Rabbi Daniel Zucker was born in Oakland, California, and grew up in a liberal Jewish home where his Jewish identity was formed. His parents, pre-war rabbinical immigrants from Germany, instilled within him a love of learning—especially of Jewish and Biblical history and a scientific approach to one’s studies, as well as Jewish liturgical music. Schooled in the public schools of the East Bay, he went on to study archeology at the University of California, Berkeley, and the Hebrew University of Jerusalem. After completing his B.A. in Berkeley, he returned to Israel to join the staff of the ‘Ami Asaf School of Judaean Desert Studies in Ein Gedi where he served as a guide and as liaison to the archaeological excavations conducted by the Israel Exploration Society. Following his Ein Gedi work, Zucker moved to Jerusalem to pursue archaeological research at the Hebrew University’s School of Archaeology. While there he was involved in numerous excavations (Tell Lahav, Gezer, Bir-el-‘Abd, Roman Ein Gedi, Tell es-Sha’ariyah, Halutzah) and the archaeological survey of the NW Sinai, where in January 1973 he personally discovered the remains of the biblical site of Migdol, mentioned in the Book of Exodus.
Returning to the United States in 1974 to begin rabbinical studies at Hebrew Union College-Jewish Institute of Religion in Los Angeles, Zucker chose to specialize in Rabbinics and Talmudics, receiving his M.A. in Hebrew Literature in 1976. Continuing on at HUC-JIR in Cincinnati, he wrote his rabbinic thesis under the guidance of the same individual who had ordained his father in Berlin in 1938. Rabbi Zucker was ordained a generation later, in 1978.
Rabbi Zucker has served congregations in Oak Ridge, TN, the greater Los Angeles area, Fairfax, VA, the Chicago area, Long Island, and greater NYC, as well as Pottstown, PA, and Flanders, NJ. He helped organize the American Rabbinic Network for Ethiopian Jewry, serving as its International President from 1988 to 1991. While functioning in that capacity, he traveled to Addis Ababa to negotiate successfully the release of 150 Jewish “Prisoners of Conscience” who were then permitted to leave for Israel. Rabbi Zucker was also involved in raising funds for the release of Jews from Syria in 1991 and 1992. Rabbi Zucker has raised funds for the anti-slavery movement in Sudan and spoken forcefully about the crisis in Darfur.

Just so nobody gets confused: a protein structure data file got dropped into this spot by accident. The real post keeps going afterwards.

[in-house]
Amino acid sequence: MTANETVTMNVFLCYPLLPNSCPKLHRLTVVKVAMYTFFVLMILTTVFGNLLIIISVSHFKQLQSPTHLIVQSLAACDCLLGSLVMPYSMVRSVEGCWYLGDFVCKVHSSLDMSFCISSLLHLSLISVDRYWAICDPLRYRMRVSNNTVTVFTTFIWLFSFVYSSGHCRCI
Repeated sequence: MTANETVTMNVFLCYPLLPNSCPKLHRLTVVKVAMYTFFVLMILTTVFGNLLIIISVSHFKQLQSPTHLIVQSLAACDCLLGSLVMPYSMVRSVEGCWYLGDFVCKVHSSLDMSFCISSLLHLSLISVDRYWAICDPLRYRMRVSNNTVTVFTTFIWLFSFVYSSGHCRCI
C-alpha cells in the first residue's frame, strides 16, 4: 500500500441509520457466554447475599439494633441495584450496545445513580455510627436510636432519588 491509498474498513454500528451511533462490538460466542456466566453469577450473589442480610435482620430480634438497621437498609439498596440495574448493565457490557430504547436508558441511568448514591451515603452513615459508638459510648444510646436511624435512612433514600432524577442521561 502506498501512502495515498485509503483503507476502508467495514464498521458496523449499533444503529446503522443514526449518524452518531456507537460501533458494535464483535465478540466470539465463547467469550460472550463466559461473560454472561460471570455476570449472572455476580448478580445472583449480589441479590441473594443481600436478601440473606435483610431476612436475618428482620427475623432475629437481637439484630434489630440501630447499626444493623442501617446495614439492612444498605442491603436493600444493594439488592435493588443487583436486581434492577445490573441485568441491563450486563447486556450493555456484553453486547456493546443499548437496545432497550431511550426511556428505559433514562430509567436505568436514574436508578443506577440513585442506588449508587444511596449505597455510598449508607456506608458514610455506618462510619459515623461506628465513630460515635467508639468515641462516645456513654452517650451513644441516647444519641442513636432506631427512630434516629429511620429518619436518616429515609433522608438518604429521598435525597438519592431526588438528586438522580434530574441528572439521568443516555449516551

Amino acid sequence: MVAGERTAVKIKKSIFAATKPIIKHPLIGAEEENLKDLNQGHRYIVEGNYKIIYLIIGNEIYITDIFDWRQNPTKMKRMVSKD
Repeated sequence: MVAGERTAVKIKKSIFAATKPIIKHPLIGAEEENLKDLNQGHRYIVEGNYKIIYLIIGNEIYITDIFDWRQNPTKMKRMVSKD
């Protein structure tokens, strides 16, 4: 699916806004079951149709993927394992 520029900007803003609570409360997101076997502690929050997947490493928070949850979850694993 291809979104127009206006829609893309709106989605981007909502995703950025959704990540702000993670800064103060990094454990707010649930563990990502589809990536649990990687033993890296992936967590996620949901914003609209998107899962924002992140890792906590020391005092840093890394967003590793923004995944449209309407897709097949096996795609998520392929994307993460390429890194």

Long interested in the problems of Jewish refugees from revolutionary Iran, Rabbi Zucker became very involved in support of the Iranian opposition movement. He has spoken at Human Rights conferences at the United Nations and lobbied elected officials on behalf of the Iranian resistance movement. In 2005, Rabbi Zucker founded Americans for Democracy in the Middle East, of which he currently serves as Chairman of the Board. In that capacity, Rabbi Zucker has organized and led briefings at the U.S. House of Representatives and U.S. Senate. He has been invited to the State Department for meetings on Iran in New York and Washington, DC. Rabbi Zucker was one of the featured speakers at the 2005 National Conference for a Democratic, Secular Iran, held in the historic DAR Constitution Hall in Washington, DC, as well as at the 2006 Iranian National Convention held in Andrew Mellon Hall, also in Washington, DC. He has been invited frequently to Paris to attend the International Convocations of the National Council of Resistance of Iran, and to address their 2005 and 2006 sessions. Several of his speeches have been broadcast via satellite in Iraq and Iran.
Rabbi Zucker also served as an Adjunct Professor of Hebrew Language at the C.W. Post campus of Long Island University in Brookville, NY, for four years. He received a Doctorate of Divinity from the Jewish Theological Seminary in 2010.
Rabbi is married to the love of his life, Elena Mustri Zucker, formerly of Mexico City. In addition to their daughter Rahel Miriam Shimrony, they share daughters Yehudit Zucker Ezra and Fortine Mustri-Saba Arce. Their fourth and fifth children have four paws, whiskers, and tails: Hai-Li and Tali, their beloved cats. They also are the proud grandparents of their shared six grandchildren.
When not “on the clock”, Rabbi loves to hike, ski, cook, and study history. He occasionally writes articles for http://thetorah.com or the Jewish Bible Society and has a blog at http://middle-eastanalysis-commentary.blogspot.com/.